Crosby, Stills, Nash, & Young: 10 Throwback Riffs
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Trip Down Memory Lane
This folk rock supergroup may have argued and disagreed with each other a lot but they made such spectacular music when they were together. From their intricate vocal harmonies to their protest songs, they were a force of nature. They have reunited several times but it wasn’t always without tension.
Let’s revisit some of their best riffs:
10. Marrakesh Express
Graham Nash wrote it while he was still with The Hollies but they rejected the song. It was Stephen Stills who came up with that distinctive riff.
9. Déjà Vu
David Crosby told The Guardian, “I’m one of those people who thinks we go round again. The Buddhists have got it right – it’s a wheel and we get on and get off. I think life energy gets recycled. That’s why I wrote Déjà Vu.”
8. Teach Your Children
Featuring Jerry Garcia on pedal steel guitar, Nash later said: “When I wrote ‘Teach Your Children’ and ‘Our House,’ we didn’t know what we were doing. ‘This sounds pretty fun, we can sing this, let’s do it!’ And then all of a sudden people are singing it back to me forty years later.”
7. Our House
Nash wrote it wile he was living with Joni Mitchell, he said about the song’s immaculate harmonies: “It’s me and David [Crosby] and Stephen [Stills] doing our best. That’s all we ever do. You know, we’re lucky enough to be able to do, you know, anything that we want to do, musically. And, you know, these two guys are incredible musicians. Crosby is one of the most unique musicians I know, and Stephen Stills has got this blues-based, South American kind of feeling to his music.”
Originally by Joni Mitchell, CSNY reworked it into an upbeat hard rock song. It kicks off with Neil Young’s lead guitar lick and he once said that “the track was magic.”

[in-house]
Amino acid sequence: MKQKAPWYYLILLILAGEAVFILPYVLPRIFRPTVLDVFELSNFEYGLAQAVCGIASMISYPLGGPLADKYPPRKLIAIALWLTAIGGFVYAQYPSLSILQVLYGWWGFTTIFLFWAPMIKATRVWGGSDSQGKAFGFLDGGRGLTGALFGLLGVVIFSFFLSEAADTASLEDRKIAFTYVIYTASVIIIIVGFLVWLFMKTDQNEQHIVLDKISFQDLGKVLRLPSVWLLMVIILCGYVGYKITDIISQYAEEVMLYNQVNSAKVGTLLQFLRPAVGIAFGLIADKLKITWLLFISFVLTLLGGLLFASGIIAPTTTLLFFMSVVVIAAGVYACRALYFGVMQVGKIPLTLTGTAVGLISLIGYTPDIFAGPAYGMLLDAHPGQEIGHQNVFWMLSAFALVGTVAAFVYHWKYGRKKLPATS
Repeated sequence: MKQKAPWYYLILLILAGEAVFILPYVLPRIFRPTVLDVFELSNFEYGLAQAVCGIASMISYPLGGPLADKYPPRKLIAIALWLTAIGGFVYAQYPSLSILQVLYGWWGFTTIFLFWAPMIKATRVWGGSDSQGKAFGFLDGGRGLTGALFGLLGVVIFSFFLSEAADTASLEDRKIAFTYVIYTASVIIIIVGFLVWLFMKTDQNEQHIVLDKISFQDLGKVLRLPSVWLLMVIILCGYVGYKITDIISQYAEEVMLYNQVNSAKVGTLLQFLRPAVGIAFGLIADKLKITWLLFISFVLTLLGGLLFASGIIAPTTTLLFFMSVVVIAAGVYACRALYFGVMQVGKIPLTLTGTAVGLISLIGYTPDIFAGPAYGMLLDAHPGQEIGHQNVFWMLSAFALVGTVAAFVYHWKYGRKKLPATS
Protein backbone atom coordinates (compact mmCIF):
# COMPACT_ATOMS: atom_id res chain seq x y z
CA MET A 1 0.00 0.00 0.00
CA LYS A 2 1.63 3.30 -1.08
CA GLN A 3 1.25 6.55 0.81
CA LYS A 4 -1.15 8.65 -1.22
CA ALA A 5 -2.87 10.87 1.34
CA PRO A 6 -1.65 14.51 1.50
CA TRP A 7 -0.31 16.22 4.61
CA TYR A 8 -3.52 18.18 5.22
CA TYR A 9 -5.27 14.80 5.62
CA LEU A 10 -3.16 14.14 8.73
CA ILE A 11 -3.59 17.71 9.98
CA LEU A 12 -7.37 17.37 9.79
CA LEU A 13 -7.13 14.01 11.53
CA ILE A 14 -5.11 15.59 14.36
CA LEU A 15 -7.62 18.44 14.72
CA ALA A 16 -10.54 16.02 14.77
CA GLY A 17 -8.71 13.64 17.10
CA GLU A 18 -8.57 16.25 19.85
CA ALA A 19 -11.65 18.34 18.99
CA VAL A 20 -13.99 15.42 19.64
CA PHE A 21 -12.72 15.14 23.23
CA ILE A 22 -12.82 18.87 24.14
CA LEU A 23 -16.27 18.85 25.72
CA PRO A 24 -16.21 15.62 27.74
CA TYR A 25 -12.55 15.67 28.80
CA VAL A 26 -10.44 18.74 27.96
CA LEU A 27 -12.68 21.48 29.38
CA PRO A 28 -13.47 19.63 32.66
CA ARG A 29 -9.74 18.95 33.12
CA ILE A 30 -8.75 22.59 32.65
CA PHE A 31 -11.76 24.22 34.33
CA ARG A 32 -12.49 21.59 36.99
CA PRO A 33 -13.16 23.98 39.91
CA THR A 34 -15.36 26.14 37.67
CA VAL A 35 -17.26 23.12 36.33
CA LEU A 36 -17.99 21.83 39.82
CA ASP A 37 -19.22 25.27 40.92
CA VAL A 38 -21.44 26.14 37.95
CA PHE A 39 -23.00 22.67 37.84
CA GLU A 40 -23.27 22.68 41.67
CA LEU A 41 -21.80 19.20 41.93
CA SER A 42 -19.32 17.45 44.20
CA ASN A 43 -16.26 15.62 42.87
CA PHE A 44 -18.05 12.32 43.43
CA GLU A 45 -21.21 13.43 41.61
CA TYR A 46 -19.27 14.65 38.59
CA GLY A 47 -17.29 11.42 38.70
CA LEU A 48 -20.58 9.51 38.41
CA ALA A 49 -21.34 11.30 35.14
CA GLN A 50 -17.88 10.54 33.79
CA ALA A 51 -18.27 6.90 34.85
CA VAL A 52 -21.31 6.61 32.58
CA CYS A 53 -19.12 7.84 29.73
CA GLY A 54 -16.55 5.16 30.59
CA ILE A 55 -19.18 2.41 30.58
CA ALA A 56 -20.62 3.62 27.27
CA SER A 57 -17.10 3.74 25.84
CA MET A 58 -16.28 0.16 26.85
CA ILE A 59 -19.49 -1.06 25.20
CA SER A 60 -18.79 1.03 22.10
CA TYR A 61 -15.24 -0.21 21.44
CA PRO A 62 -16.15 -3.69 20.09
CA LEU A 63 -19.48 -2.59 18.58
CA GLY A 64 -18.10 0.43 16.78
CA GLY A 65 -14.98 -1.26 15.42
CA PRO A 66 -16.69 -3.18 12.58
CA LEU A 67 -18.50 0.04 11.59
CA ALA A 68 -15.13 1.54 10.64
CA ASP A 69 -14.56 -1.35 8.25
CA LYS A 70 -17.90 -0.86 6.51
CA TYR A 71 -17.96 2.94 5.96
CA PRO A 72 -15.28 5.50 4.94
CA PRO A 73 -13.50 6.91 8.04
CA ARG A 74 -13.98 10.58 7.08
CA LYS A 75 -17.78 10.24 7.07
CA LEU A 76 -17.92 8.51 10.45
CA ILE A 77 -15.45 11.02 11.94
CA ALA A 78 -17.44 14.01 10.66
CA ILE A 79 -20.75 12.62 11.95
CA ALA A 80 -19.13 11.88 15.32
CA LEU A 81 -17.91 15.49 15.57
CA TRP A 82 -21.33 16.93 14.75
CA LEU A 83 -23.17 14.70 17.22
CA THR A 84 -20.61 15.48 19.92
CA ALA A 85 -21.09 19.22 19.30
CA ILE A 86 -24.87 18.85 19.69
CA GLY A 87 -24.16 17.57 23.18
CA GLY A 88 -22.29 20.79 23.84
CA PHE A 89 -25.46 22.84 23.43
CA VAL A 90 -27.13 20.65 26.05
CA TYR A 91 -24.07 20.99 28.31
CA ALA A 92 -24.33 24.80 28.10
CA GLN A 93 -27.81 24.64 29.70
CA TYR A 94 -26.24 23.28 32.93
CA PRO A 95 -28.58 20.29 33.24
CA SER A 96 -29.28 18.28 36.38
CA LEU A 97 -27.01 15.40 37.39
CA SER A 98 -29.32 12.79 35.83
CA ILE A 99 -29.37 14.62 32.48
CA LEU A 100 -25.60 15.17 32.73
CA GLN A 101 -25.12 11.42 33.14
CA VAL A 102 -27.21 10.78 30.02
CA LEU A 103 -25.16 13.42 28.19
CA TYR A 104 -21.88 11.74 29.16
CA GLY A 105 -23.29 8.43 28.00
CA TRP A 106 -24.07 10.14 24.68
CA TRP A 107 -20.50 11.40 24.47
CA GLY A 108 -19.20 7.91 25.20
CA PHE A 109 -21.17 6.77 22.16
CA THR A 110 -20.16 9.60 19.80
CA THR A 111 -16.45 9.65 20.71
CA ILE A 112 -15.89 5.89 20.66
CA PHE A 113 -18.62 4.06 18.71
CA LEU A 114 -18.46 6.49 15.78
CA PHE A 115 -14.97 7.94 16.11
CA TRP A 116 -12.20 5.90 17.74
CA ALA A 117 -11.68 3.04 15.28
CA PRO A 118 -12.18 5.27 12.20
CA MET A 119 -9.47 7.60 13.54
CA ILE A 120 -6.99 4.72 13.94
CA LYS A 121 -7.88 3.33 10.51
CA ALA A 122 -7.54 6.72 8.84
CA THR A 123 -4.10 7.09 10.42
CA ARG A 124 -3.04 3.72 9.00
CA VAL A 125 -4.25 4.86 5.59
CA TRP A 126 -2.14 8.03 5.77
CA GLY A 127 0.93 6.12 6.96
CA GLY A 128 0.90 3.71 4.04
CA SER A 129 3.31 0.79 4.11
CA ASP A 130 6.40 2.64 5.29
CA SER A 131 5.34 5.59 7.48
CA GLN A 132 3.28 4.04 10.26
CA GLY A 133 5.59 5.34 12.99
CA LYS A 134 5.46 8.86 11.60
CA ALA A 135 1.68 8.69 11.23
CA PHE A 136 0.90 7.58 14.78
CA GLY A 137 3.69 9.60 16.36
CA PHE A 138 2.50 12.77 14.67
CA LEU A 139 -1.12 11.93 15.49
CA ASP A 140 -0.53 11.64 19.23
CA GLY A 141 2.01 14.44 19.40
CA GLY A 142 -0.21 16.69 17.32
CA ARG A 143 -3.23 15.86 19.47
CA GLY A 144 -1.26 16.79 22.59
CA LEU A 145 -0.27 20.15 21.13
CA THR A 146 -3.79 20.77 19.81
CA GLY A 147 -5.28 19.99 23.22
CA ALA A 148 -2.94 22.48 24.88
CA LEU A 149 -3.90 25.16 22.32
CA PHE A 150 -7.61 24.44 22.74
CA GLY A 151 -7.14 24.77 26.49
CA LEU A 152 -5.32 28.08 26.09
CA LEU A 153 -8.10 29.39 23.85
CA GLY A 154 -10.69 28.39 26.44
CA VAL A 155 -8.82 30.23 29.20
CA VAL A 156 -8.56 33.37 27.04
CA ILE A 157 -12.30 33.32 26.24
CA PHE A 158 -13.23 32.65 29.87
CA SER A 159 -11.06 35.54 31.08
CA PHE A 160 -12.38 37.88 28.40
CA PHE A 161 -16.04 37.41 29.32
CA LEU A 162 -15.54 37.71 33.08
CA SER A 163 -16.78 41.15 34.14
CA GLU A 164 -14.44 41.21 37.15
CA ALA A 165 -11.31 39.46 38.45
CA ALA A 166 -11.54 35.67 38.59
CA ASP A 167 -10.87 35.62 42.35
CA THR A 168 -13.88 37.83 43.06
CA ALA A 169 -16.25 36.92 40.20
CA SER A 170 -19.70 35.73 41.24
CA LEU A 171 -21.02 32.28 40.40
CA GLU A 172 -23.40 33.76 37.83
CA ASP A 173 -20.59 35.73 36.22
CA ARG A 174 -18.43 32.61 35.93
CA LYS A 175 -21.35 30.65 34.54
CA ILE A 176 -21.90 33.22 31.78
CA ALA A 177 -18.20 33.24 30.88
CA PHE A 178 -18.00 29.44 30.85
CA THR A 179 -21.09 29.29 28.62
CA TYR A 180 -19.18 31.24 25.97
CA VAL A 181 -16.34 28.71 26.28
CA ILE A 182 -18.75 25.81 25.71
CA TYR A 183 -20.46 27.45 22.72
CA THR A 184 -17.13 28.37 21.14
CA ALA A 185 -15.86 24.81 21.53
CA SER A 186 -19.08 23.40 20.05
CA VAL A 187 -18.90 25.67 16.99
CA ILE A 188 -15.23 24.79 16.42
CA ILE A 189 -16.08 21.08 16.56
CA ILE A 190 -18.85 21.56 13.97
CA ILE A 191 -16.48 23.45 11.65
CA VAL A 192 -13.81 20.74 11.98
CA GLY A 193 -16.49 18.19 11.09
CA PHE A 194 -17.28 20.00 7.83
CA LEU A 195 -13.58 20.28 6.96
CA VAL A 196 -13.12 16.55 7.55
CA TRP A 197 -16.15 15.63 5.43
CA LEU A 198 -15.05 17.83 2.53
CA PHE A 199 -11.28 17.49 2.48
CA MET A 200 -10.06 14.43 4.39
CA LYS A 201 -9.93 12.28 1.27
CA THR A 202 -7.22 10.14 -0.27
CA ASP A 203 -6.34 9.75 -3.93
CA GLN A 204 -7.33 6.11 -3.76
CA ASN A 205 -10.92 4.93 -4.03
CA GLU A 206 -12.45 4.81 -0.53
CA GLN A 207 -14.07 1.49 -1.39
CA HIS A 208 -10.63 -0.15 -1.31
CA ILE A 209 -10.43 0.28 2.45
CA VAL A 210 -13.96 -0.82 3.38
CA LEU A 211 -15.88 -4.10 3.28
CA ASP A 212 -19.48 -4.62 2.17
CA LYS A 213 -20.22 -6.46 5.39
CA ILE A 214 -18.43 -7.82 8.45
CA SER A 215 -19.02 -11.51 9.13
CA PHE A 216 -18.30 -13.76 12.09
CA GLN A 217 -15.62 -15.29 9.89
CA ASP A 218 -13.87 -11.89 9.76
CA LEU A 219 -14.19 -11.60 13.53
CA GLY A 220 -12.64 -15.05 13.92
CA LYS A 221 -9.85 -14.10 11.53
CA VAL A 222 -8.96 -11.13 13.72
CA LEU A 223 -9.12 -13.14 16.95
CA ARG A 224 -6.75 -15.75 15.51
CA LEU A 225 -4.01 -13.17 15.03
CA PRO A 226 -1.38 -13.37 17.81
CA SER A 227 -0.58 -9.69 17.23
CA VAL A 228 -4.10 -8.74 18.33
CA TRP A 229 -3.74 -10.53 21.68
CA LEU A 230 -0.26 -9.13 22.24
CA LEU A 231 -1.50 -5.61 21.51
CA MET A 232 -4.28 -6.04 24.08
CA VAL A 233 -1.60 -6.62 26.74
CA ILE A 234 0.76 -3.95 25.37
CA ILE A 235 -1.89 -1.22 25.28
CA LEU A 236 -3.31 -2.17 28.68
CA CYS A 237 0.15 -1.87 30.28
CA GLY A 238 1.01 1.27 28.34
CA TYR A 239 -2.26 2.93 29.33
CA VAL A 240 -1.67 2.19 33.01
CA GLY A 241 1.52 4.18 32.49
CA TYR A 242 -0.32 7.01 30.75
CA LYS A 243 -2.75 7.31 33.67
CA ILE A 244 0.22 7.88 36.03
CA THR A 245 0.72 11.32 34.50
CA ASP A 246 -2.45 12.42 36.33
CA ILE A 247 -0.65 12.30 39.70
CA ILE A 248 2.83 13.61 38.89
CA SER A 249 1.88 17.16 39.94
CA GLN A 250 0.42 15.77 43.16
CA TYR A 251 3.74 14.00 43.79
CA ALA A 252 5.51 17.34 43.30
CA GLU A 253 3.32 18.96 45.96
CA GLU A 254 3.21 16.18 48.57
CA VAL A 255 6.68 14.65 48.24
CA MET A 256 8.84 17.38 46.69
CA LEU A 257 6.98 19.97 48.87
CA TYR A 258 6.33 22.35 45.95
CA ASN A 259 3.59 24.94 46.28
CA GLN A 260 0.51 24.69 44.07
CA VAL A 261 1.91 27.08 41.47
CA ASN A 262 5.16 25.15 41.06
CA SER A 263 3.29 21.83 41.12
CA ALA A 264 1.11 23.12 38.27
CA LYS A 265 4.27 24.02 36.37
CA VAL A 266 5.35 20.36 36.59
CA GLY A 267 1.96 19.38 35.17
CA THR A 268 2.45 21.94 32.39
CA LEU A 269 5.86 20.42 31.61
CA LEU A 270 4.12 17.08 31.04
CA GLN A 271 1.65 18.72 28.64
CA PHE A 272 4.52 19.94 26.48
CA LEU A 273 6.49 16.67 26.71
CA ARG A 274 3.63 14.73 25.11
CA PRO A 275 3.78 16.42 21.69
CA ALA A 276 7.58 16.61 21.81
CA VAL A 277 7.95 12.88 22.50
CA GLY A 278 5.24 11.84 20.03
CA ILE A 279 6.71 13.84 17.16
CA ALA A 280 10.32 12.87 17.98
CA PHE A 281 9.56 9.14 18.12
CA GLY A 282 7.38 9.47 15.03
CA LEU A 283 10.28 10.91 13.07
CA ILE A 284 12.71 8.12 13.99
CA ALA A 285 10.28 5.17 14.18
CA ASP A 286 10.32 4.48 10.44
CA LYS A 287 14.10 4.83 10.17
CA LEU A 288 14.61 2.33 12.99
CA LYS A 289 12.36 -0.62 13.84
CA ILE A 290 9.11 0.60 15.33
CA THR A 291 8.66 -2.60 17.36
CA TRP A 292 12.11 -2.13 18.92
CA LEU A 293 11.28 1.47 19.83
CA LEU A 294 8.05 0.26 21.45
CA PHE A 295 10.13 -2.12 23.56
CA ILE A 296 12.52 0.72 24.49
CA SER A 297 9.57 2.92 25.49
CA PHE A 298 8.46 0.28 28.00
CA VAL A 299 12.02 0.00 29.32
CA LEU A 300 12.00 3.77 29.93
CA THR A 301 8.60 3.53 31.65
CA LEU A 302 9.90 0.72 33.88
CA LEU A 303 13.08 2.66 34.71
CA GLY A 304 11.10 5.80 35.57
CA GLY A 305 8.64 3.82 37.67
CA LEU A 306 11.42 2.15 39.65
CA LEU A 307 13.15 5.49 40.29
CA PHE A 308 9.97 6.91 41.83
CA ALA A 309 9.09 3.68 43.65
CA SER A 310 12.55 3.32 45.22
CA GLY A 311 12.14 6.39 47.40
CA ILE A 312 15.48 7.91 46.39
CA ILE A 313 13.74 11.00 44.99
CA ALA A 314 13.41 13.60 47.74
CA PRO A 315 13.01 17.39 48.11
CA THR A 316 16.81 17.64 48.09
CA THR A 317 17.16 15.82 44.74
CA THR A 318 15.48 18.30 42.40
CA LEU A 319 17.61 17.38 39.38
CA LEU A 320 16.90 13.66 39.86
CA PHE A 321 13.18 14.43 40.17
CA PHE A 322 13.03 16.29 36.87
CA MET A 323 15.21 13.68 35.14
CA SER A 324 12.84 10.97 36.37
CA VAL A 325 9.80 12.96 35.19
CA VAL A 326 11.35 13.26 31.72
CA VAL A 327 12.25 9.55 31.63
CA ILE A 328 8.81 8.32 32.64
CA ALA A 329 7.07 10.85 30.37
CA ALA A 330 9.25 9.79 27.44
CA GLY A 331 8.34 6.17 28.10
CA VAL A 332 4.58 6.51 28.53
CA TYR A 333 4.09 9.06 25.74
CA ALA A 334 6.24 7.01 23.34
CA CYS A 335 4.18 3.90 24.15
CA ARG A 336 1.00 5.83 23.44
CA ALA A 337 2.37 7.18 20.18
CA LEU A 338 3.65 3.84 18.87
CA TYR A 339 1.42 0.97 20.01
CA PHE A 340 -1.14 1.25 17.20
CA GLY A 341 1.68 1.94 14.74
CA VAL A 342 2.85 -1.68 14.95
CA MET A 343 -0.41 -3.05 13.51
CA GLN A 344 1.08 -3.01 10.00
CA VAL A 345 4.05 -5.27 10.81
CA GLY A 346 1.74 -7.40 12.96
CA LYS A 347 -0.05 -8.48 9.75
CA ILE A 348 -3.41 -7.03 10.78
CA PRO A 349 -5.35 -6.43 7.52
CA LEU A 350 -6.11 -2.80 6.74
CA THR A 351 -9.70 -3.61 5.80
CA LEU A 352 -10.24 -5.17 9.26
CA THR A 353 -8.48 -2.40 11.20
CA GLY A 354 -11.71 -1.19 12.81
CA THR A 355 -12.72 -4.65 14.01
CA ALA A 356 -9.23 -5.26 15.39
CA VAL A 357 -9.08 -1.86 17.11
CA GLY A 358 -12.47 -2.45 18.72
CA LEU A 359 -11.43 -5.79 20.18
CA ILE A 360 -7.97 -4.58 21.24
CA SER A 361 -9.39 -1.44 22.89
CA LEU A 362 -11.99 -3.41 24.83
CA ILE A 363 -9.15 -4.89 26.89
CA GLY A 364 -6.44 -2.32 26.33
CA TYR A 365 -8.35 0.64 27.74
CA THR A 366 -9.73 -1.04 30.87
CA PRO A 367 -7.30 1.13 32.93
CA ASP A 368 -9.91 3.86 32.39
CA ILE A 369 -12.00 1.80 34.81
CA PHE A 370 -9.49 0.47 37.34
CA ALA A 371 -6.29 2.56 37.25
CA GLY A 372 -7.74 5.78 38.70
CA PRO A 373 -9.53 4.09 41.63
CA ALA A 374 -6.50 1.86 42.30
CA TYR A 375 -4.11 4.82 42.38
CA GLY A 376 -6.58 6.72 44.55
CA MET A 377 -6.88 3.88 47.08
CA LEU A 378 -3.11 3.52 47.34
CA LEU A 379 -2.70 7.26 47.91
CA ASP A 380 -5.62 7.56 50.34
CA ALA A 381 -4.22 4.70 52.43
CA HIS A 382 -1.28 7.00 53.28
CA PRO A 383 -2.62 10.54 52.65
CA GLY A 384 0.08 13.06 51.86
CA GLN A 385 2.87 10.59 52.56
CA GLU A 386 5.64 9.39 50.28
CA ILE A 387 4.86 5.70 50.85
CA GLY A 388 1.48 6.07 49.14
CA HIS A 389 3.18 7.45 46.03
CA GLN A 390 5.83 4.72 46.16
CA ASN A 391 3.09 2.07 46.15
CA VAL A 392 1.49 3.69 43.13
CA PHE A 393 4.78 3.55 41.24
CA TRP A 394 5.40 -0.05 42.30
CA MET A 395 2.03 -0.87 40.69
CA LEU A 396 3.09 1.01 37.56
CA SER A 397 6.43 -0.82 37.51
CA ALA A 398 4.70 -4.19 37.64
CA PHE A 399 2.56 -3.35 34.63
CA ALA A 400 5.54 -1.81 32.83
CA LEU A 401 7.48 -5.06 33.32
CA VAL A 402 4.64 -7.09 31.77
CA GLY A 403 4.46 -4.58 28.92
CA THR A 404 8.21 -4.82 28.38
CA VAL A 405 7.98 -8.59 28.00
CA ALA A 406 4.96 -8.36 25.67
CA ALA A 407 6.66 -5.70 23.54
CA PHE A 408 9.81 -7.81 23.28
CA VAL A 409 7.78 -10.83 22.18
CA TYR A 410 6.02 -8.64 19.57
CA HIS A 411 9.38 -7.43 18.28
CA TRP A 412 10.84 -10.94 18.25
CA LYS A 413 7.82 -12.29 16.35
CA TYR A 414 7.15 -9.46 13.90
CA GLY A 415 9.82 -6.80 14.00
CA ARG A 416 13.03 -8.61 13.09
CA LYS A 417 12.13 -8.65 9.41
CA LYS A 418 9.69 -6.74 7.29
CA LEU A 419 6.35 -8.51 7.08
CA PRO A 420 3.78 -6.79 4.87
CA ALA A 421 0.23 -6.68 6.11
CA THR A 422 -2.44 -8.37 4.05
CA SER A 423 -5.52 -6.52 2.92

5. Carry On
According to session drummer Dallas Taylor, “The song was written in the middle of the Deja Vu sessions, when Nash told Stephen they still didn’t have an opener for the album. It was something of a message to the group, since it had become a real struggle to keep the band together at that point. Stephen combined two unfinished songs and stuck them onto a jam we’d had out in the studio a few nights before, me on drums and Stephen on a Hammond B-3 organ.”
Young originally recorded it with his band Crazy Horse. It’s a relatively simple song but they couldn’t decide on the arrangement. They tried various versions until they settled on the slow-paced tune.
3. Wooden Ships
Both Jefferson Airplane and Crosby, Stills, Nash & Young included the song in their set at Woodstock Festival.
Young wrote this protest song following the Kent State shootings of May 4, 1970. He recalled, “Crosby came and had the magazine with the Kent State killings. I had heard it on the news, what had happened, but Crosby always had a way of bringing stuff into focus.”
1. Suite: Judy Blue Eyes
Nash was blown away when he heard this song. He said, “When Stephen Stills first played me this song, I wondered what planet he was from.”